Incidentally, you can also thank Shopify’s CDN for delivering photos using the more powerful WebP format — without your own intervention.
4. Image compression and Shopify
The servers do some light compression on your files when you upload an image to Shopify.
Much of this compression, however, is based on your image file’s original size and quality. The servers of Shopify also convert all images to the web standard 72dpi.
As a general rule of thumb, the highest quality image you have within the 20 MB or 20 megapixel limit but at 72dpi should be uploaded for best results. Shopify has an additional limit of 4,472 to 4,472 pixels for product images.
Nevertheless, if you don’t have access to such large image files, 2,048 by 2,048 pixels are often quoted as an appropriate scale.
Although the current users are unlikely to ever need images as big as the 4,472 pixel mark, utilizing images of this scale can be a good move to help “future proof” for computer displays that have not yet been created.
Always keep in mind that consumers will never have to load the 4,472 pixel image files (at least not yet) owing to the resizing power of Shopify.
There is also no way to control how Shopify compresses images. Also, theme developers have no way of controlling this because everything is handled on Shopify servers that can not be reconfigured for individual store preferences.
5. Color profiles and Shopify
Many photos are created with embedded color profiles, which is a sophisticated way to tell how each color is shown on the display or printed if appropriate.
Shopify works best for flat RGB or sRGB color profiles that are often common for applications for web image editing. If you’re using a professional photographer, though, you’re going to want to consult with them to make sure they delete or transform any unique color profiles (sometimes named ICM and ICC).
Uploading non-standard color profile image files can often result in color shifts or changes, or even a failed upload in some cases.
6. Shopify image compression, Part II
It is often a smart idea to run it first through some kind of optimization or compression method before you upload the original image file.
In many image editing applications, including Photoshop, this is something that can be accomplished as well as on free and paid online tools. You might also ask your photographer for support with this.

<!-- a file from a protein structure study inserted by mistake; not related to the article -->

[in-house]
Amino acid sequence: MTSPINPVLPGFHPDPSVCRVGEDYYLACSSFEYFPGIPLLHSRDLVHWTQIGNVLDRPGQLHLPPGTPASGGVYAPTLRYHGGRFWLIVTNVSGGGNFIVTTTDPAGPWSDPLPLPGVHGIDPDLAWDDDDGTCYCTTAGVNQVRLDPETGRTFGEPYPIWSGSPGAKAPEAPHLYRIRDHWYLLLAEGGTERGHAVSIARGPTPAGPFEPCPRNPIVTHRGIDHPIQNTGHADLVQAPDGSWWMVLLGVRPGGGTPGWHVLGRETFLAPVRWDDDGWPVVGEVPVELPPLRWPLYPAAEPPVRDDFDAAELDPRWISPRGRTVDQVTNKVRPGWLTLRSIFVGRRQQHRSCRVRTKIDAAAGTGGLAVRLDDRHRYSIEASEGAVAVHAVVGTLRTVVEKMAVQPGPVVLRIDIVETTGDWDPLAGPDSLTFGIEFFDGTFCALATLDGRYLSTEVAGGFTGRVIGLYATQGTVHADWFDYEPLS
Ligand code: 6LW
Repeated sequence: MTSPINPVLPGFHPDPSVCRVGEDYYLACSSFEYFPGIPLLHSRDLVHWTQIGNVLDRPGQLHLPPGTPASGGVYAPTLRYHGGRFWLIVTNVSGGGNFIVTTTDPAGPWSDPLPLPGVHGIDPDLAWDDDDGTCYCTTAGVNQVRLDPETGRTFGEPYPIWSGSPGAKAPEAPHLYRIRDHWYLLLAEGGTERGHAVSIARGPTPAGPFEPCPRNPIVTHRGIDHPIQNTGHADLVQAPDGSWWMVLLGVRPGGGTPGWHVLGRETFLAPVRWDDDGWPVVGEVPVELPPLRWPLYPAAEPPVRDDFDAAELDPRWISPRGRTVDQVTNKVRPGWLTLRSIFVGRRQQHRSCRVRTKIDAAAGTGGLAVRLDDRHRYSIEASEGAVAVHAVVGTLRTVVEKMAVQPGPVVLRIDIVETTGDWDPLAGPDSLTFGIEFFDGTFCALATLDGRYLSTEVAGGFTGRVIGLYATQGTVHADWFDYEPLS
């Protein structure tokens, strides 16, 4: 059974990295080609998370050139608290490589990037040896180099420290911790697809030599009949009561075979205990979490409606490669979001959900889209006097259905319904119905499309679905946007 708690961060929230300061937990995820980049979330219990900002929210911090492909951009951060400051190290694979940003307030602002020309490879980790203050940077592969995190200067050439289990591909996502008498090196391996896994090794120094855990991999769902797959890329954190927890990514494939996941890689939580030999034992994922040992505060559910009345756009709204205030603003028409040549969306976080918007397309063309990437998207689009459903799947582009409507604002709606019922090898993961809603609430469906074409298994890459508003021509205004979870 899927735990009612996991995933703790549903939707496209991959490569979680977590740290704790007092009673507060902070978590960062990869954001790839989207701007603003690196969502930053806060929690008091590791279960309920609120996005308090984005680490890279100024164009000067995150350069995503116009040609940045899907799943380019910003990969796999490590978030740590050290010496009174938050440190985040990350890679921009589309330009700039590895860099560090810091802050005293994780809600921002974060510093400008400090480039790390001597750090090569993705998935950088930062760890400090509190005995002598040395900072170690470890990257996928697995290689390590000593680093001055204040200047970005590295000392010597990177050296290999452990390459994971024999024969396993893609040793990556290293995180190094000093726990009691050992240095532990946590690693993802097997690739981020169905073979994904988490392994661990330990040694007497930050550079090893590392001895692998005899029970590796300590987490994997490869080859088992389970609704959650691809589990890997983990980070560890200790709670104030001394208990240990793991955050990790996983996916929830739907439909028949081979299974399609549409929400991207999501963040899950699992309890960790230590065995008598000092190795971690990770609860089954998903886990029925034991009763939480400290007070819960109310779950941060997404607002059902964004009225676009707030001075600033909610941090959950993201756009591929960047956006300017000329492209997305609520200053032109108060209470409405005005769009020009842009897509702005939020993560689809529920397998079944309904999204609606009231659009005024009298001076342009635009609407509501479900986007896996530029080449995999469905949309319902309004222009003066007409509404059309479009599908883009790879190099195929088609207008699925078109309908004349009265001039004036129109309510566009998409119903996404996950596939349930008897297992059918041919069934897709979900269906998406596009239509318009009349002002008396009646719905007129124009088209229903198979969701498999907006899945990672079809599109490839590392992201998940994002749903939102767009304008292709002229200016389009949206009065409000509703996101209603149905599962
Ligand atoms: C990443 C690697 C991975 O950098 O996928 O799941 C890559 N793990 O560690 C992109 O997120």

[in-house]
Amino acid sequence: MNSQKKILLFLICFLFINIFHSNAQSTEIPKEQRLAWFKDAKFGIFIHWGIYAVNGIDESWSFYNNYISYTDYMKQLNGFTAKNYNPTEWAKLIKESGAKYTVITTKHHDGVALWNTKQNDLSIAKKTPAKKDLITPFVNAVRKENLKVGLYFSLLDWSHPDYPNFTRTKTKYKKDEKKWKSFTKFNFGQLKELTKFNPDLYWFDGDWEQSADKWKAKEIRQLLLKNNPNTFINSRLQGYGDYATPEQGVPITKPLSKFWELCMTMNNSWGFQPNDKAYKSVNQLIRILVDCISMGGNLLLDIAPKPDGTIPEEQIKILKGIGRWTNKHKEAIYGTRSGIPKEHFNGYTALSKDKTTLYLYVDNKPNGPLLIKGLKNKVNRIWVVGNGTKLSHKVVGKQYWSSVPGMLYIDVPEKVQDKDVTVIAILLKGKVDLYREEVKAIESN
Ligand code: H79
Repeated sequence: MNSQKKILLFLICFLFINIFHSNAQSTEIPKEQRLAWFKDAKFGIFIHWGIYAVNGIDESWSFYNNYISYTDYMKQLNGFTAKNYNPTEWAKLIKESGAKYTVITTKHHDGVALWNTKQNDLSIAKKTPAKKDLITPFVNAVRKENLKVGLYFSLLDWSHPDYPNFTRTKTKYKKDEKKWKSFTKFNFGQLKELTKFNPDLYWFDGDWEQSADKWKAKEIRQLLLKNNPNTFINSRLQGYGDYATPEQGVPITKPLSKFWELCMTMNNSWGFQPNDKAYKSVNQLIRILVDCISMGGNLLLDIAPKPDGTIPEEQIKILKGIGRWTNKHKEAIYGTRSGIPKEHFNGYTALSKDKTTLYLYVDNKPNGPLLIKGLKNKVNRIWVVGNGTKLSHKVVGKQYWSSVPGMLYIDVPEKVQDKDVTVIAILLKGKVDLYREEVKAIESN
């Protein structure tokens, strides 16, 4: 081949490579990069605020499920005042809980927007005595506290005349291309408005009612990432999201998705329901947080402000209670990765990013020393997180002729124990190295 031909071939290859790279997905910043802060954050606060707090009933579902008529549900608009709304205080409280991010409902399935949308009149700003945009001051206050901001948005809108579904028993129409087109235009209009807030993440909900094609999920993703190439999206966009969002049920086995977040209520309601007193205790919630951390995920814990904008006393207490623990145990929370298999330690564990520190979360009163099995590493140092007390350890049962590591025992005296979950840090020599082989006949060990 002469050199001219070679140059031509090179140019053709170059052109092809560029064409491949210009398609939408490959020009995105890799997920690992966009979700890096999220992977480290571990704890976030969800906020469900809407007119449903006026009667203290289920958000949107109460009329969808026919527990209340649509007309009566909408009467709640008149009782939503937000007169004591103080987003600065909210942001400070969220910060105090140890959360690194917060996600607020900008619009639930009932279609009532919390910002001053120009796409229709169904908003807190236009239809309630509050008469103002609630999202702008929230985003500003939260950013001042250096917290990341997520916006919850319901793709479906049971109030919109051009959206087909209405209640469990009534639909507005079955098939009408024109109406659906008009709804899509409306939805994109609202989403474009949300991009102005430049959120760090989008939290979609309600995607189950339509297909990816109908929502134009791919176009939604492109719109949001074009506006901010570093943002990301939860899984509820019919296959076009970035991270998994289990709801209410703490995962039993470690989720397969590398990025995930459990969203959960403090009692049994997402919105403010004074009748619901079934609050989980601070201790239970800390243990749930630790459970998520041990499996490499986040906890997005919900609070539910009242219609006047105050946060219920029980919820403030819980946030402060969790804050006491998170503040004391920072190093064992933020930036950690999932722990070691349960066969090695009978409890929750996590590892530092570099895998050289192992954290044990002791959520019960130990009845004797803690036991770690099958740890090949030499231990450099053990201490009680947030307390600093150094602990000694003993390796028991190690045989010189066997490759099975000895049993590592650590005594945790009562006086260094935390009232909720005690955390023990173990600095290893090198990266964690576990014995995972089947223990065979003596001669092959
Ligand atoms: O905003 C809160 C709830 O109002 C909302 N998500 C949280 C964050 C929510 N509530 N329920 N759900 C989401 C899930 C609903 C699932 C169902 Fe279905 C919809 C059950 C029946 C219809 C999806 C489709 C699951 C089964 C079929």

Until posting to Shopify, compressing the picture can often result in even more effective photo load times with little to no reduction in quality.
In many instances, you can also have better command over how the pictures appear and keep the photos as similar to your vision as possible by using the compression requirements of Shopify and using your own code or equipment.
There are numerous variables at the end of the day that will affect how your image looks when it makes it to Shopify’s servers — including how it is used within your theme — so it’s always a good idea to experiment and test to see what works best while also getting down file sizes.
7. The sky isn’t always blue?
It is always important to keep in mind that colors can appear differently on different devices when dealing with web images — even without any compression or color profile issues involved.
This is sometimes attributed to the user’s “brightness” or “contrast” settings on their phone. Ambient lighting can also affect how colors look in the room or outdoor space — as can the quality of the monitor or screen being used.
Because of this, making objects to always appear the same for each client is essentially impossible — and this is a weakness on all platforms, not just shopify or shopify themes.
8. Custom image dimensions
Several store owners find that the default picture sizes of the applications for the Shopify app do not result in their store being of the best quality.
The template software can be changed to force it to load files with larger image measurements that can sometimes help improve image quality.
This form of alteration, though, is an incomplete enhancement for which you would have to deal with a developer. However, bear in mind that this move would require multiple file editing and will usually result in your sites taking longer to load.
Dec 2nd, 2019|